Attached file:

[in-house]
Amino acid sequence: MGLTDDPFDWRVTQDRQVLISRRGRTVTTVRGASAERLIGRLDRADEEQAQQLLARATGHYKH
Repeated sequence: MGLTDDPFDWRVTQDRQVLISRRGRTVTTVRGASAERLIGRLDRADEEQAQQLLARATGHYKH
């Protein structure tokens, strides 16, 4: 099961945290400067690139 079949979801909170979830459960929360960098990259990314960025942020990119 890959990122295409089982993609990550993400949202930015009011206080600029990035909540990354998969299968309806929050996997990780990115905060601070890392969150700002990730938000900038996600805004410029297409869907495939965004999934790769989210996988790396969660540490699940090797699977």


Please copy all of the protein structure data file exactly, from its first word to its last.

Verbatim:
[in-house]
Amino acid sequence: MGLTDDPFDWRVTQDRQVLISRRGRTVTTVRGASAERLIGRLDRADEEQAQQLLARATGHYKH
Repeated sequence: MGLTDDPFDWRVTQDRQVLISRRGRTVTTVRGASAERLIGRLDRADEEQAQQLLARATGHYKH
């Protein structure tokens, strides 16, 4: 099961945290400067690139 079949979801909170979830459960929360960098990259990314960025942020990119 890959990122295409089982993609990550993400949202930015009011206080600029990035909540990354998969299968309806929050996997990780990115905060601070890392969150700002990730938000900038996600805004410029297409869907495939965004999934790769989210996988790396969660540490699940090797699977």